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References (34)

Publisher
American Association of Cancer Research
Copyright
©2017 American Association for Cancer Research.
ISSN
1541-7786
eISSN
1557-3125
DOI
10.1158/1541-7786.MCR-17-0338
pmid
29117945
Publisher site
See Article on Publisher Site

Abstract

Obesity is associated with poorer outcome for many cancers. Previously, we observed that adipocytes protect acute lymphoblastic leukemia (ALL) cells from the anthracycline, daunorubicin. In this study, it is determined whether adipocytes clear daunorubicin from the tumor microenvironment (TME). Intracellular daunorubicin concentrations were evaluated using fluorescence. Daunorubicin and its largely inactive metabolite, daunorubicinol, were analytically measured in media, cells, and tissues using liquid chromatography/mass spectrometry (LC/MS). Expression of daunorubicin-metabolizing enzymes, aldo-keto reductases (AKR1A1, AKR1B1, AKR1C1, AKR1C2, AKR1C3, and AKR7A2) and carbonyl reductases (CBR1, CBR3), in human adipose tissue, were queried using public databases and directly measured by quantitative PCR (qPCR) and immunoblot. Adipose tissue AKR activity was measured by colorimetric assay. Adipocytes absorbed and efficiently metabolized daunorubicin to daunorubicinol, reducing its antileukemia effect in the local microenvironment. Murine studies confirmed adipose tissue conversion of daunorubicin to daunorubicinol in vivo. Adipocytes expressed high levels of AKR and CBR isoenzymes that deactivate anthracyclines. Indeed, adipocyte protein levels of AKR1C1, AKR1C2, and AKR1C3 are higher than all other human noncancerous cell types. To our knowledge, this is the first demonstration that adipocytes metabolize and inactivate a therapeutic drug. Adipocyte-mediated daunorubicin metabolism reduces active drug concentration in the TME. These results could be clinically important for adipocyte-rich cancer microenvironments such as omentum, breast, and marrow. As AKR and CBR enzymes metabolize several drugs, and can be expressed at higher levels in obese individuals, this proof-of-principle finding has important implications across many diseases.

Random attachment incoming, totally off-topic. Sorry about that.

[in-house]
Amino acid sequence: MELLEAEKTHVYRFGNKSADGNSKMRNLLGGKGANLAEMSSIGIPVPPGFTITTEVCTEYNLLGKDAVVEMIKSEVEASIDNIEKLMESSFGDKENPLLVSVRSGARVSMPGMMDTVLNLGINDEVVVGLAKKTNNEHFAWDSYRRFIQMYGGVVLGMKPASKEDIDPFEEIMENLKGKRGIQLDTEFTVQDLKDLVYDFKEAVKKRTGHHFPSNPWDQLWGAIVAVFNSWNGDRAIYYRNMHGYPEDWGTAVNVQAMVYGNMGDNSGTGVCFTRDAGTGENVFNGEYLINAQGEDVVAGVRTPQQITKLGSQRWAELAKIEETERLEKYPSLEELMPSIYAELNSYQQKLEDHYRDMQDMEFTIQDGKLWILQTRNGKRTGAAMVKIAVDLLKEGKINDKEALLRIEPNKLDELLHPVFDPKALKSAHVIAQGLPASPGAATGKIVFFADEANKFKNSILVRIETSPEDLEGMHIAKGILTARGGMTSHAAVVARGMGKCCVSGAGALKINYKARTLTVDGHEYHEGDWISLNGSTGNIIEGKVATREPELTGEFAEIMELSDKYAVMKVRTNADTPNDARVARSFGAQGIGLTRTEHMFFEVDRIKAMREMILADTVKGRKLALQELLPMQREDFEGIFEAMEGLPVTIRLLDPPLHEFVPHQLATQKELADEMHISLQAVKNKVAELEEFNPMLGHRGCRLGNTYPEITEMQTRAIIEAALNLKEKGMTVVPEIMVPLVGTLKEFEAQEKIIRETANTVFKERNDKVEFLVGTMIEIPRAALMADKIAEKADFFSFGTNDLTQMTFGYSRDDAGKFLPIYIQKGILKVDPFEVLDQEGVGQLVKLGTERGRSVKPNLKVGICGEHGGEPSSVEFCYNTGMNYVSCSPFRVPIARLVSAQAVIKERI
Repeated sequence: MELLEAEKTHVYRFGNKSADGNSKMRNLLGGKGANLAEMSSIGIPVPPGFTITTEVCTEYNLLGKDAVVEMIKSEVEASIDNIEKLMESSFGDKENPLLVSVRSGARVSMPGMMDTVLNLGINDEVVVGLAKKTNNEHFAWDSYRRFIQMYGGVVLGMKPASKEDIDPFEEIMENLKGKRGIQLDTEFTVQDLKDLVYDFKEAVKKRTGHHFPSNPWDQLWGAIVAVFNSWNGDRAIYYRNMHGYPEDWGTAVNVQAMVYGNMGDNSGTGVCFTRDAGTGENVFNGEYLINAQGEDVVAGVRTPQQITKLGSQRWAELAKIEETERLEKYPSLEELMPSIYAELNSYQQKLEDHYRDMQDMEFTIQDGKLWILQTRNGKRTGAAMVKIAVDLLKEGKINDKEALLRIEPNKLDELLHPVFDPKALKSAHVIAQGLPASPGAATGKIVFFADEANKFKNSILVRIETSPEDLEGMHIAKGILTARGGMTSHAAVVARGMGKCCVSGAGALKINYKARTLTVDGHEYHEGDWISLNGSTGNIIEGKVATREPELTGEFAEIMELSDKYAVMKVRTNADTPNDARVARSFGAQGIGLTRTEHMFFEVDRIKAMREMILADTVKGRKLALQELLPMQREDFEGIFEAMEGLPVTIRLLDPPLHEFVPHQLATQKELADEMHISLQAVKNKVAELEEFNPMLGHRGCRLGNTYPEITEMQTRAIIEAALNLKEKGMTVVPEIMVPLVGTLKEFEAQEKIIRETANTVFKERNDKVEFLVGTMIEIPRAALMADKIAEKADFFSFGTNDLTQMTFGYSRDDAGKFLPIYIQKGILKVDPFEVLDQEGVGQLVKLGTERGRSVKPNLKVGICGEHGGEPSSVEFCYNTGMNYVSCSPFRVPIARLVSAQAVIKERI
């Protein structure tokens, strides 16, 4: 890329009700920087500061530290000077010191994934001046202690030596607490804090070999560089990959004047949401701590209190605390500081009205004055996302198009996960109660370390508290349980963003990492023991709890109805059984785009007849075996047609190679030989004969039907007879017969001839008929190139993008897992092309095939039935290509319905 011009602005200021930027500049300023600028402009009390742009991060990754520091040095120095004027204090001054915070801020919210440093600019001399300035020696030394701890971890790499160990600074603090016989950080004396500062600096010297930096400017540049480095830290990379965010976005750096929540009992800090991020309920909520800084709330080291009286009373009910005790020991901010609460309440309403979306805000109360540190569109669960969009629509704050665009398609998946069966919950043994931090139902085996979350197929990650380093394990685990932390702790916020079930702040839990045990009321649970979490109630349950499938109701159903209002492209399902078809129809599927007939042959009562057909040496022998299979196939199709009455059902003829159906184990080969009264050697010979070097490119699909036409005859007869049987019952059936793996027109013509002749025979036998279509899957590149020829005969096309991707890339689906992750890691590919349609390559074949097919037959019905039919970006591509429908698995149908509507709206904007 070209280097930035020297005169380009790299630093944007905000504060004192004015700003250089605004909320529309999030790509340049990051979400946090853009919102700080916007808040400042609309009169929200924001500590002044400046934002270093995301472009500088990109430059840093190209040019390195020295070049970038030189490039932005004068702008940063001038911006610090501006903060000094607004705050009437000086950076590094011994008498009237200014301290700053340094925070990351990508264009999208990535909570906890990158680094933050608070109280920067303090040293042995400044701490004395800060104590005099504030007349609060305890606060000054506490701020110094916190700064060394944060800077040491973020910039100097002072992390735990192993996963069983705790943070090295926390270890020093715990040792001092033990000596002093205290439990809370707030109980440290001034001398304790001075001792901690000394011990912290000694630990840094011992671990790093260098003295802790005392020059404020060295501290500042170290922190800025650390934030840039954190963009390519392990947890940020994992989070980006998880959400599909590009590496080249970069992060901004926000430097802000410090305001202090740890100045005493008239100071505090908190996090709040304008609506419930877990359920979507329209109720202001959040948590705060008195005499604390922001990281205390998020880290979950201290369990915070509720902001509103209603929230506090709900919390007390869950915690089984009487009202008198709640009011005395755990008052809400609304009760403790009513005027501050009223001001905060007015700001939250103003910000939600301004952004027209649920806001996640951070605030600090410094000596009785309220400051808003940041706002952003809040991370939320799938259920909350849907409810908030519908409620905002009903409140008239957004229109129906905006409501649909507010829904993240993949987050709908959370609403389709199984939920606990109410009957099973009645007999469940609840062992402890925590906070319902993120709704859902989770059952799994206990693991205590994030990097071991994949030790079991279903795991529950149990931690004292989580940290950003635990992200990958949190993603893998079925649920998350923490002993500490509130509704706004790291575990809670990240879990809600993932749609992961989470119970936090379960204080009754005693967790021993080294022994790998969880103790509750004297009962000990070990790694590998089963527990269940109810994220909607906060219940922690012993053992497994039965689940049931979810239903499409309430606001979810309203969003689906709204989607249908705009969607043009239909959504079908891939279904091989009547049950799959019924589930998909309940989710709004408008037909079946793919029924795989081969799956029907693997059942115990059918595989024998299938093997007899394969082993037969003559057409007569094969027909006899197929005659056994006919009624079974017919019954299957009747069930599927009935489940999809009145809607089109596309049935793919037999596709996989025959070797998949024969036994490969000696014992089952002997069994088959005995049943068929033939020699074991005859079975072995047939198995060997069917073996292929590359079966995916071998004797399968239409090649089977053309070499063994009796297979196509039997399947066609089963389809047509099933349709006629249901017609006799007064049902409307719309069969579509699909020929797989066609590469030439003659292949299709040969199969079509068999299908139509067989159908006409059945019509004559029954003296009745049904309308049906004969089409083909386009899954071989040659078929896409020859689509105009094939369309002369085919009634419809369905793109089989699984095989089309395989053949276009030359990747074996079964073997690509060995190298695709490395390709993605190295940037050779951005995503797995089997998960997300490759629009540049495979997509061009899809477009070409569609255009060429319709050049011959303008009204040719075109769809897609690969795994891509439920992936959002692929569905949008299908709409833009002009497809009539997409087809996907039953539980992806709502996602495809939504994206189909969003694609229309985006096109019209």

Journal

Molecular Cancer ResearchAmerican Association of Cancer Research

Published: Dec 1, 2017